Sundance 2012 review of Goats - Vera Farmiga stumbles at comedy in disappointing 'Goats'
It's a letdown really, watching the incredibly talented Vera Farmiga try her hand at comedy; playing a clownish hippie, Earth Mother type and failing miserably in director Christopher Neil's adaptation of Mark Jude Poirier's comic novel Goats. Neil aims for an oddball family comedy in the vein of Little Miss Sunshine but ends up with something far more forgettable. Farmiga deserves much of the blame flitting about her sprawling desert home and letting loose primal screams when she's not practicing yoga. Still, it's impossible to criticize Farmiga too harshly after thinking about her standout performances in dramatic movies like Higher Ground, Up in the Air, Source Code and her career- making Down to the Bone. Comedy is clearly not Farmiga's strength.
Still, when it comes to Goats, making its debut in the Premieres section of the Sundance Film Festival, there's plenty of blame to go around.
Teenager Ellis Whitman (Graham Phillips) lives with his hippie mother Wendy (Farmiga) and her handyman and landscaper nicknamed "Goat Man" (David Duchovny) who lives in the pool house caring his goats and harvesting his marijuana crop.
Growing up on his mother's sprawling desert home outside Tucson includes bong hits and lazy days at the pool but Ellis leaves his laidback life to enroll in the Gates Academy, the East Coast prep school his estranged father (Ty Burrell) attended as a teen.
Of course, the joke in Goats is that the teenager Ellis is the most grounded adult in the movie and the drama revolves around his new experiences at prep school and the steady realization that "Goat Man"
is not the substitute father he wants him to be.
Graham Phillips is likable as Ellis, the teenager more grounded than all the adults around him but fails to grab hold our interest and make his character matter.
David Duchovny may not claim the profile he enjoyed during his run on The X-Files but he's doing the most interesting work of his career on the Showtime series Californication as the conflicted screenwriter Hank Moody.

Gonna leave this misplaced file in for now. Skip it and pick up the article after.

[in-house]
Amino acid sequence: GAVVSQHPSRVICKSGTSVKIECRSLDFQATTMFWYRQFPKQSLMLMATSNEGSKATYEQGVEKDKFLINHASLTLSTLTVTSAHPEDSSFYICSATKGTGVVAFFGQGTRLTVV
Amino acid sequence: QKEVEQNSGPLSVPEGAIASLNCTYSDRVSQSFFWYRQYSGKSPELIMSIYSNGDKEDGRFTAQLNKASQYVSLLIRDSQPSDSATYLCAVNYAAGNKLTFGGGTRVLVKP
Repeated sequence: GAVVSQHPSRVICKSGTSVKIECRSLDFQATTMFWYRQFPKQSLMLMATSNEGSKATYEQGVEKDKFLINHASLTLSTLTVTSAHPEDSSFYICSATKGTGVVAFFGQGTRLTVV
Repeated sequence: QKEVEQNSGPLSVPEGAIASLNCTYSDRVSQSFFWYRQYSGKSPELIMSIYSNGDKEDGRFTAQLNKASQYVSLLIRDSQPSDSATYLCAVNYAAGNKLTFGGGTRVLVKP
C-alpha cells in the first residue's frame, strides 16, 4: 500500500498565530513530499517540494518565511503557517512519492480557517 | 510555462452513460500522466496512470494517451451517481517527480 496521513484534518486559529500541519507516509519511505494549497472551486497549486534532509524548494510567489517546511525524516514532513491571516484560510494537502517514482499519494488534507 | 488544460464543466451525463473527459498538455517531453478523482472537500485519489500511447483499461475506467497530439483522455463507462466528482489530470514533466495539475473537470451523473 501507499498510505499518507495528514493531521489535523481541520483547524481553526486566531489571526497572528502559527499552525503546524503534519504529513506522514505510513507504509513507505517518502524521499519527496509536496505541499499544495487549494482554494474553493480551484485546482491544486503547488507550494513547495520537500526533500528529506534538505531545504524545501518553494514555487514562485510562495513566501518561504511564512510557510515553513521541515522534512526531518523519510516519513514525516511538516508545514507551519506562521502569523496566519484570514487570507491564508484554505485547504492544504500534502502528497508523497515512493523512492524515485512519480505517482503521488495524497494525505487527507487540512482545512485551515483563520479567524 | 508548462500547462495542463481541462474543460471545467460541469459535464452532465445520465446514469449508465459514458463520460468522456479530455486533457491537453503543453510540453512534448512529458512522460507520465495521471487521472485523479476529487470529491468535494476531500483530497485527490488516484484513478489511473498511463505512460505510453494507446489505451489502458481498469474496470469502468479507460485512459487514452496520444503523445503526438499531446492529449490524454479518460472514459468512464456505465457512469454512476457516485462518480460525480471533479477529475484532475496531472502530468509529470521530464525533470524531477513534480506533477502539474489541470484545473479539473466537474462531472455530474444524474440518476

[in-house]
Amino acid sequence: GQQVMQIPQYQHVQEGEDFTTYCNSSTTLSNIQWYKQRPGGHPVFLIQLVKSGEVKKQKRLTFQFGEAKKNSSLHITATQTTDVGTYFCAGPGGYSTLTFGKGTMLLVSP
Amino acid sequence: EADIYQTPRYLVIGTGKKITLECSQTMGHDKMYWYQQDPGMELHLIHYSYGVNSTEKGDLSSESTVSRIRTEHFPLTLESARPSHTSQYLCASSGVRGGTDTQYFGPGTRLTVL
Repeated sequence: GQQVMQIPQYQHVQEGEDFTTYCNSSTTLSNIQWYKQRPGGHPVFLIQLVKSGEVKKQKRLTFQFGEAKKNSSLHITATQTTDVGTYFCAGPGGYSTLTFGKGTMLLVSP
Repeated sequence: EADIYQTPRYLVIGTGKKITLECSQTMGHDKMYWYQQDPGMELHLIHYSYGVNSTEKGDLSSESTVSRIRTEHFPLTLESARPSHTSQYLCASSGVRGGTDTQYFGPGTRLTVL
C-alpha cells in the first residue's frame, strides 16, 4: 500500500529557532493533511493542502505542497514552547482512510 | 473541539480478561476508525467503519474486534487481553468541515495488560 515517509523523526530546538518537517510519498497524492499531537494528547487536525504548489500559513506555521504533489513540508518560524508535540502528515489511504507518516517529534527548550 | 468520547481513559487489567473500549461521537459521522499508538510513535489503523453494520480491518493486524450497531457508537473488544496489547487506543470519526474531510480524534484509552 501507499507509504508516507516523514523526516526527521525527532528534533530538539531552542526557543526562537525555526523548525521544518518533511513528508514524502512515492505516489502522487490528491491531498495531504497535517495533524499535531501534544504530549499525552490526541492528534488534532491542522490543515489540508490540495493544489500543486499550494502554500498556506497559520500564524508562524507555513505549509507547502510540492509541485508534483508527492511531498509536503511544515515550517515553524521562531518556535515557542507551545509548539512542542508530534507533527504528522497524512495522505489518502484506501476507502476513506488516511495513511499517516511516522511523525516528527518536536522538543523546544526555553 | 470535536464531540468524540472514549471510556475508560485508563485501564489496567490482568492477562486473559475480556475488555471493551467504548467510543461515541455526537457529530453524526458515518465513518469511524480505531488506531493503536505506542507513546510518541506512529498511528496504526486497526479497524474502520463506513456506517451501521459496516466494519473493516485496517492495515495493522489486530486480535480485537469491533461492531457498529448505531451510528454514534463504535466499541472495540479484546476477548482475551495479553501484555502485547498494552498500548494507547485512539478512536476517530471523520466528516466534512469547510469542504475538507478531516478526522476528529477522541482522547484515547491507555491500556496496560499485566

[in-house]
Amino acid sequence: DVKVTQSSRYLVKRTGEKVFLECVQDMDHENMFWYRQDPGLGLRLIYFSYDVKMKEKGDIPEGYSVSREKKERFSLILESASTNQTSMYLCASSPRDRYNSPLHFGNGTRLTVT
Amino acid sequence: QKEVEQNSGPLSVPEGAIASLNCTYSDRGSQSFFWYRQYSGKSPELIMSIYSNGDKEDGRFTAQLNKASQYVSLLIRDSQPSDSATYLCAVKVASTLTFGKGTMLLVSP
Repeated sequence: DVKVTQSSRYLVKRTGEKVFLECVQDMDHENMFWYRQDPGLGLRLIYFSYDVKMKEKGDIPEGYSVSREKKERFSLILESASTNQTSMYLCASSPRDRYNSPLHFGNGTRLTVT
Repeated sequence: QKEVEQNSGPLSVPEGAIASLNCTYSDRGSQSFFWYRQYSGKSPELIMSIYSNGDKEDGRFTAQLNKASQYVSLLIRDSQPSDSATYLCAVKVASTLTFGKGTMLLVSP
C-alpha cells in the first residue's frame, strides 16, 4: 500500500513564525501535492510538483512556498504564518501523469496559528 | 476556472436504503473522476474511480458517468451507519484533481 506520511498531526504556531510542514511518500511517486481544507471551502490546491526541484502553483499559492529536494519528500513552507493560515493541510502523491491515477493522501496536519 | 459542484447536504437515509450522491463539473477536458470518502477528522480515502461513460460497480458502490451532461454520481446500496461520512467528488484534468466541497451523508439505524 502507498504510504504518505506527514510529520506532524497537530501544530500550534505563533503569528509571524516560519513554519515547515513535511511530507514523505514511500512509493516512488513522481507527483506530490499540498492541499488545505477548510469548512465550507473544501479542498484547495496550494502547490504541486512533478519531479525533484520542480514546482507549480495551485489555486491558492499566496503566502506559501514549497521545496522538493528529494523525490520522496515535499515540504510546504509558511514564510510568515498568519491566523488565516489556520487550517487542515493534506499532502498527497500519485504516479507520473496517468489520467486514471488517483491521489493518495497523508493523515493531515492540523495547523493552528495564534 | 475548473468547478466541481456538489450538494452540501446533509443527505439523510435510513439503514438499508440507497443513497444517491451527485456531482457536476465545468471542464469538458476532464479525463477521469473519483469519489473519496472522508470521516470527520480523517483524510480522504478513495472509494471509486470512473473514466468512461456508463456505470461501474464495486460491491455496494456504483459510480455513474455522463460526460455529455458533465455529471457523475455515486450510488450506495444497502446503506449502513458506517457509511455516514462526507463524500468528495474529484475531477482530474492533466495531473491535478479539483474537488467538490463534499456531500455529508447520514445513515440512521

Duchovny looks dead on as "Goat Man" with his Jerry Garcia-inspired thick beard and long hair. Still, Duchovny fails to spark the movie to life.
Ty Burrell (Modern Family) is cellophane to the point you don't even remember his scenes in the movie as Ellis' father.
Farmiga is clearly the comic linchpin of the movie and she fails each time she's expected to jolt the movie to life.
Neil, who's polished his filmmaking skills working with alongside his uncle Francis Ford Coppola and his cousins Sofia Coppola and Roman Coppola, shows plenty of technical talent for making movies. To the credit of Neil and cameraman Wyatt Troll, Goats looks great whether in the sun-drenched desert landscape of Wendy's home or Ellis' classic prep school campus.
Poirier adapts his own novel for the screen but Goats never comes off as too precious as if he didn't want to edit any of his material. The movie unfolds at a brisk pace but the characters never come to full life and the comedy never clicks.
Watching Goats is a lesson in the value of signing the right actors the roles and how key casting misstep and can unravel a movie.
Cast: Vera Farmiga, Ty Burrell, Justin Kirk, Keri Russell, David Duchovny. Adelaide Kane, Anthony Anderson and Graham Phillips
Director: Christopher Neil
Producers: Daniel Taplin Lundberg, Shannon Lail
Screenwriter: Mark Jude Poirier, based on his novel of the same name
Cinematographer: Wyatt Troll
Editor: Jeremiah O'Driscoll, Kevin Tent, Craig McKay
Running Time: 100 minutes
Release Date: TBD